Leg­endary ac­tress keeps learn­ing

China Daily (Canada) - - ACROSSAMERICA - By CHEN JIA in Mil­pi­tas

Stage drama fans in Sil­i­con Val­ley will get a blast to the past — to China’s Qing Dy­nasty (1644-1911) to be pre­cise — with this weekend’s per­for­mance of Stun­ning Beauty at the Cu­per­tino Flint Cen­ter.

Look­ing still in her 20s, the 1950s born fa­mous Chi­nese ac­tress Liu Xiao­qing will star and is ex­pected to fire up the box of­fice.

“Ev­ery au­di­ence, ev­ery per­son is in­her­ently fond of the new and tired of the old and per­form­ers must meet those needs,” Liu said at a press con­fer­ence on Thurs­day.

“That’s what I am striv­ing to do. It is part of my na­ture. I like in­no­va­tion and I like to do some­thing which hasn’t been done be­fore,” she said. “I have Sil­i­con Val­ley spirit — in­no­va­tion. I have been at the fore­front of ev­ery re­form tide in China.”

She is on a US tour with her play with stops in Los Angeles, San Fran­cisco, Hous­ton and New York from March 29 through April 20 and a to­tal of seven per­for­mances of Stun­ning Beauty will be staged.

Stun­ning Beauty, also called The Leg­end of Sai Jin­hua, tells the story of a fa­mous cour­te­san whose mar­i­tal life in­flu­enced China’s diplo­matic re­la­tions with for­eign coun­tries in the late Qing Dy­nasty.

As a leg­endary but very con­tro­ver­sial fig­ure, her in­ter­ac­tions with do­mes­tic and for­eign ac­quain­tances have been ren­dered in many dif­fer­ent ver­sions in nov­els, plays and movies.

On and off the screen, Liu is some­thing of a con­tro­ver­sial fig­ure her­self. She was one of the leading ac­tresses in China in the 1980s, later be­com­ing a suc­cess­ful busi­ness­woman in the 1990s.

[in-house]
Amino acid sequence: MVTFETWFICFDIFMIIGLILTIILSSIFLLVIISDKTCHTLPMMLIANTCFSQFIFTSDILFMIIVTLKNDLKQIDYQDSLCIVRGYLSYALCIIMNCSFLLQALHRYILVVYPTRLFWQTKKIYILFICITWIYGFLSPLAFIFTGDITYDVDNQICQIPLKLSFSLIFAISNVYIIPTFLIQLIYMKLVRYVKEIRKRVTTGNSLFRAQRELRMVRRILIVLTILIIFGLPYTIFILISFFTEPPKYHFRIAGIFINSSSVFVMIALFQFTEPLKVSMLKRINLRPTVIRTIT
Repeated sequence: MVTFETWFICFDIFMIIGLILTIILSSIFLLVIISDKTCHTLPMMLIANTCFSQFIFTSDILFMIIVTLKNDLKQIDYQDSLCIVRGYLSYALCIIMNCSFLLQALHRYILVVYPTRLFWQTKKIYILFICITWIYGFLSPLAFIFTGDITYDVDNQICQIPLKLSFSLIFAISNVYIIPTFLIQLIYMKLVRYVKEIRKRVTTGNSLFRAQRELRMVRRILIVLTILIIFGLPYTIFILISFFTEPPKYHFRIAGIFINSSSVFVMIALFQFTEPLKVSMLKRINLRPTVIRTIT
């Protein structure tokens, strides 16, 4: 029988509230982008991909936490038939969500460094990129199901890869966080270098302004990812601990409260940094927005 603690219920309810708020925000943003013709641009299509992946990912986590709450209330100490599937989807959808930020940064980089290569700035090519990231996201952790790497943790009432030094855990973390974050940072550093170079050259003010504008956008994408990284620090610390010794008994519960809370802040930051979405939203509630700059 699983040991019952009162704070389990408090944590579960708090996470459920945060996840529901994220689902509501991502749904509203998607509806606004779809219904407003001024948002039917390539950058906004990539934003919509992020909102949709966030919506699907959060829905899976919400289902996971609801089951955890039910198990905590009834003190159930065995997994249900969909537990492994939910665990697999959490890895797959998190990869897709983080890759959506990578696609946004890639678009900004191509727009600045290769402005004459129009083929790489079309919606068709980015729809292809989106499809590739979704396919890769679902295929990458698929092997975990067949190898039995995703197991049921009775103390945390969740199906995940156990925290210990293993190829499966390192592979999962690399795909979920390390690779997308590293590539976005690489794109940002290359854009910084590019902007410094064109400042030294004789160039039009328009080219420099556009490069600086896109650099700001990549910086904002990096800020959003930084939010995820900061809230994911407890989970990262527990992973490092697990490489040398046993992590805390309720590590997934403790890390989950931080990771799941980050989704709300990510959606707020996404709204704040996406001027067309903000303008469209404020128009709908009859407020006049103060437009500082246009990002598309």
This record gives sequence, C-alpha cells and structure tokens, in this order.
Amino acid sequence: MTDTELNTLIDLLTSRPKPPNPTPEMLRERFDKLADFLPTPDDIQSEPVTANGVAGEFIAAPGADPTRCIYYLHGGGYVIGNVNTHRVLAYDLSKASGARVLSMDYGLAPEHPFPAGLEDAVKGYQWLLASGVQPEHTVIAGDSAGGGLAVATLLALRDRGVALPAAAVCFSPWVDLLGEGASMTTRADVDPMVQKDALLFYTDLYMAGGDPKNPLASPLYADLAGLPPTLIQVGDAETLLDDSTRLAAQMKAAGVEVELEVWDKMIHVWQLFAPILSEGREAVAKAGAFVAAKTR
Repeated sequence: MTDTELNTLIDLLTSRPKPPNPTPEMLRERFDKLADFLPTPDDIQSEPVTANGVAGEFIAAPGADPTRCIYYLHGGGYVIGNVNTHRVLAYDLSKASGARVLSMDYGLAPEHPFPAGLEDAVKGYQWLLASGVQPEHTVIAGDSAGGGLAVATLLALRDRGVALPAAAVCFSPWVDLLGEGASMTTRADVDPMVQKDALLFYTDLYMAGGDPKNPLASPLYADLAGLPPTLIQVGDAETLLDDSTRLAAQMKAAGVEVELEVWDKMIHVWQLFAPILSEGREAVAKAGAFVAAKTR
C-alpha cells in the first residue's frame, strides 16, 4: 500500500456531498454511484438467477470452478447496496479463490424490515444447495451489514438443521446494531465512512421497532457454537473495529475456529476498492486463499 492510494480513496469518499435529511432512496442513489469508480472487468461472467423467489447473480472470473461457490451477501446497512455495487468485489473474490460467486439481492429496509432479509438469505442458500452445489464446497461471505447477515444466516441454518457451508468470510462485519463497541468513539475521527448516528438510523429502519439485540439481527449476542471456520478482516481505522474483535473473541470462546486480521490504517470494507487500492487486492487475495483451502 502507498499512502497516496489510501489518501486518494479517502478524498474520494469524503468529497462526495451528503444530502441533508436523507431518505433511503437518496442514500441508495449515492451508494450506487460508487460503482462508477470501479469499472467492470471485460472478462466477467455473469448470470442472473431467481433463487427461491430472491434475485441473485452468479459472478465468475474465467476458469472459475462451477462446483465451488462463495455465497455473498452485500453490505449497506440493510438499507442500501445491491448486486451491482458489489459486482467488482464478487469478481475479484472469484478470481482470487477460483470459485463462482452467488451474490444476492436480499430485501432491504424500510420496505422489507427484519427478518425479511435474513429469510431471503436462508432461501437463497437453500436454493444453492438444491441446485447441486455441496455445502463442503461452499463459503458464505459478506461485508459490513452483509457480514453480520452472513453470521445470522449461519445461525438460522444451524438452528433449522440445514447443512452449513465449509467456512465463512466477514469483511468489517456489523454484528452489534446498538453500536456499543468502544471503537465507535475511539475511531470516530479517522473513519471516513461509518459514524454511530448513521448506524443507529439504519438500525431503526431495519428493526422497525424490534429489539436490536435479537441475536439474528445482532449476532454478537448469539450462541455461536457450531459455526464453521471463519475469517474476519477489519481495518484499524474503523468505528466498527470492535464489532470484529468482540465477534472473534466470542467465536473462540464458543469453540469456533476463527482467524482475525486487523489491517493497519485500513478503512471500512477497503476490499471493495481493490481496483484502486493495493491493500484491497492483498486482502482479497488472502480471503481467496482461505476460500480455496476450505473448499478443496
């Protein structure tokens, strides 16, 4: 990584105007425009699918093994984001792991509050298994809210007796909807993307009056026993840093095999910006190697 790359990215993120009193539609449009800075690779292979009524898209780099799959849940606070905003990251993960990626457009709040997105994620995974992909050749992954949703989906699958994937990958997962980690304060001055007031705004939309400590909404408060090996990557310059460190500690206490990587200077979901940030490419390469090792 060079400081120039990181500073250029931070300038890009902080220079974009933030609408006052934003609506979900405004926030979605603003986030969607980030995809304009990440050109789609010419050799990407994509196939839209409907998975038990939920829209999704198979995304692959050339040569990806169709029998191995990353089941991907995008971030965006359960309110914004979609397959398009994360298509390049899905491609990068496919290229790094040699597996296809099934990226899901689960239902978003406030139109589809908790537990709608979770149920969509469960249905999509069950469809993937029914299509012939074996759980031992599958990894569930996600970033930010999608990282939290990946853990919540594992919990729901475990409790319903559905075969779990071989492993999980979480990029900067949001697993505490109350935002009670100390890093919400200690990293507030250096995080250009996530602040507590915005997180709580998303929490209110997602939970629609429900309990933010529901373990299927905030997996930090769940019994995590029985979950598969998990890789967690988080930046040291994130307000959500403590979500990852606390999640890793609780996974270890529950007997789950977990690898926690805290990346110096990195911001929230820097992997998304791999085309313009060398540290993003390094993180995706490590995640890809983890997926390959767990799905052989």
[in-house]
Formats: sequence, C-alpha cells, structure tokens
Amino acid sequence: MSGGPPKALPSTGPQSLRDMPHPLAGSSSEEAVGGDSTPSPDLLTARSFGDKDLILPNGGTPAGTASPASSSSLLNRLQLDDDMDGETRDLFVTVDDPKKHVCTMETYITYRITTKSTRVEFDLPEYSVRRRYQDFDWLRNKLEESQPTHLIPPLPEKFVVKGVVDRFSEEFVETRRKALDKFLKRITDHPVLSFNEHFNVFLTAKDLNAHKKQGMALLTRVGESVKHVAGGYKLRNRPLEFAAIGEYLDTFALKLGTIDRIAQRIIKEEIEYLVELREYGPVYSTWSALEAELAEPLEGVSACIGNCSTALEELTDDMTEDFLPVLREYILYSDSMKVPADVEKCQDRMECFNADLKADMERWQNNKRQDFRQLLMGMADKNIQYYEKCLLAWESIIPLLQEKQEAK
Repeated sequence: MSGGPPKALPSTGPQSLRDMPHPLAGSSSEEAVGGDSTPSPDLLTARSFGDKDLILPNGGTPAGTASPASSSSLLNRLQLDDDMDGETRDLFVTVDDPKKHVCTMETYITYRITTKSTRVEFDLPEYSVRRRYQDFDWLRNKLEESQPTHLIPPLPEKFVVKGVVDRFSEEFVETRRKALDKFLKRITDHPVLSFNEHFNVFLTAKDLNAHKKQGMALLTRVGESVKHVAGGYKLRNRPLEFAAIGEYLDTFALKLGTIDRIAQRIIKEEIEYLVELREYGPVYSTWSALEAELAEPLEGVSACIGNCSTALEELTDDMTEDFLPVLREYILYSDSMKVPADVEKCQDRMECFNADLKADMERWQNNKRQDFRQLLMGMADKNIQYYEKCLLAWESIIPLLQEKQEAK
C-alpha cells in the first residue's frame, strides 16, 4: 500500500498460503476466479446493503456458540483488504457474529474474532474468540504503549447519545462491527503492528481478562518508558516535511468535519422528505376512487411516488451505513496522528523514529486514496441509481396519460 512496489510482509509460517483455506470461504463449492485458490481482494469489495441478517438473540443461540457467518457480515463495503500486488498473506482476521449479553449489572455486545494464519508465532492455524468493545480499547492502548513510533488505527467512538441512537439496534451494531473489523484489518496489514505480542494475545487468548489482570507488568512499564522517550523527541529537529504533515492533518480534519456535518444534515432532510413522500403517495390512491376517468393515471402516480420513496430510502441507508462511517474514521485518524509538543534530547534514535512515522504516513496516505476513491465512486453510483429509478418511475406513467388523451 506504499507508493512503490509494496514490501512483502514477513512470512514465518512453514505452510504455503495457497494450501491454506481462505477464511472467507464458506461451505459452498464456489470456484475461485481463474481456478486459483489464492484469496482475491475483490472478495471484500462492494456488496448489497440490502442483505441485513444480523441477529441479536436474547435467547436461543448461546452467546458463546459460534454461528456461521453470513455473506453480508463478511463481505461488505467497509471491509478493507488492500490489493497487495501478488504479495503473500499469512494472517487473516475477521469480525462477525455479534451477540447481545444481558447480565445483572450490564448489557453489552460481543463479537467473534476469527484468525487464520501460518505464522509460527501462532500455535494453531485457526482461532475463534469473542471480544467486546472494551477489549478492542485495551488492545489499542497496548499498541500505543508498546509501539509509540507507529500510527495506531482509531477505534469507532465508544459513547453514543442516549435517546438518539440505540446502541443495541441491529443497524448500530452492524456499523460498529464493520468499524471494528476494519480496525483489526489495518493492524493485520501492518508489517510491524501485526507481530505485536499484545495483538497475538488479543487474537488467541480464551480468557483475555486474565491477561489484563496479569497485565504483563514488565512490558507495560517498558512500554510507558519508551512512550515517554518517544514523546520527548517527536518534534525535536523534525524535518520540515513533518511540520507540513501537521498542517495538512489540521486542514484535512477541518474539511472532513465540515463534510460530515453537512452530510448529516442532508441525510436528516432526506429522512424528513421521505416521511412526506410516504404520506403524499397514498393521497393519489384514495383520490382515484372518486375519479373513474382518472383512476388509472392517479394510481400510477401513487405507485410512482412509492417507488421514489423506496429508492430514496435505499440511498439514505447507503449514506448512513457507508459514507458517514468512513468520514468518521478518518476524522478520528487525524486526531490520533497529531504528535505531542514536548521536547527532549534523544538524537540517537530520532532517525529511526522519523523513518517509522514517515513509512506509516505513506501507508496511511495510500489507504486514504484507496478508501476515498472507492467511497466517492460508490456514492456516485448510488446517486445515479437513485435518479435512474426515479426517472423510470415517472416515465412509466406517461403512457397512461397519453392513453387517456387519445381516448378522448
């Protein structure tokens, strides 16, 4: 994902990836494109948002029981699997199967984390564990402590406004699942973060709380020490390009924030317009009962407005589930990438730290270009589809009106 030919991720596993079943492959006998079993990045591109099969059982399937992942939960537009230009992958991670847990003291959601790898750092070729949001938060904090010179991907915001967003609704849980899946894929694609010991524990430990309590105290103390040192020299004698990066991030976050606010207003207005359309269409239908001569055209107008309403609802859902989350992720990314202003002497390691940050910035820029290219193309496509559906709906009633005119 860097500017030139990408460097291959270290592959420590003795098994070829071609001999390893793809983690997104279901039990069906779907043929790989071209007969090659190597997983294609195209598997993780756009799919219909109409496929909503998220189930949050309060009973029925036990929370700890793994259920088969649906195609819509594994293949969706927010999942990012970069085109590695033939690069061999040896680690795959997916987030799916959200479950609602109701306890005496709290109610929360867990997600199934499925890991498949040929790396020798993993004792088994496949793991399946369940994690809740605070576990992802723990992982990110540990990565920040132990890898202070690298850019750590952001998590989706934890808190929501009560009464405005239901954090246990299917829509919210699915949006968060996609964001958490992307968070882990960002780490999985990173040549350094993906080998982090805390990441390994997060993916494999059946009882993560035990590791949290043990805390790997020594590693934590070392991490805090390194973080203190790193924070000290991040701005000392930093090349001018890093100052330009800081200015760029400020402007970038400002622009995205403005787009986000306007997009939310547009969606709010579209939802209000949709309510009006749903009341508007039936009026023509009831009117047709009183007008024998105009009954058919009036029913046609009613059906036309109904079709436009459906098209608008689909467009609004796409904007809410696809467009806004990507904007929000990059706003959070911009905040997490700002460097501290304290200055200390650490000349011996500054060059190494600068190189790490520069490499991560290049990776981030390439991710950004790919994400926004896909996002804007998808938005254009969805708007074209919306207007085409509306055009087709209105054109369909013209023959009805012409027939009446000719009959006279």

In 1999, she be­came one of the rich­est people in China, ap­pear­ing at No 45 on Forbes’ list of the 50 rich­est Chi­nese busi­ness people.

Liu re­turned to act­ing in the mid-2000s and Stun­ning Beauty is her lat­est stage role.

“Ev­ery time I ac­cept a new project, I think it is chal­leng­ing and within my reach, I can also make a new im­pres­sion on the au­di­ence,” Liu said.

As an his­tor­i­cal drama, Stun­ning Beauty uses both hu­mor­ous and force­ful lan­guage with a so­phis­ti­cated and in­tri­cate plot to bring to life the el­e­gant times of Sai Jin­hua.

In Au­gust of 2012, Stun­ning Beauty was well re­ceived in Tai­wan and the show has played to sold-out au­di­ences on the Chi­nese main­land. In 1975, Liu was an ac­tress in the Chengdu Mil­i­tary Re­gion and got her first chance to be in a movie. She played a sim­ple fish­ing girl in a movie called The Great Wall. The three movies The Lit­tle Flower, Wed­ding and What a Fam­ily made Liu fa­mous in Chi­nese movie cir­cles.

The three dis­tinct char­ac­ters not only proved her ver­sa­til­ity but also earned her the honor of best sup­port­ing ac­tress at the Hun­dred Flow­ers Awards.

“In the be­gin­ning, I didn’t know how to act, as I never stud­ied act­ing at an academy. My act­ing train­ing is an on­go­ing process,” she said.

Thanks to the sup­port of her fans, she said she’s had many op­por­tu­ni­ties to learn from her mis­takes and fur­ther im­prove her skills. “So I was able to per­fect my­self in movies and plays one af­ter an­other,” she said.

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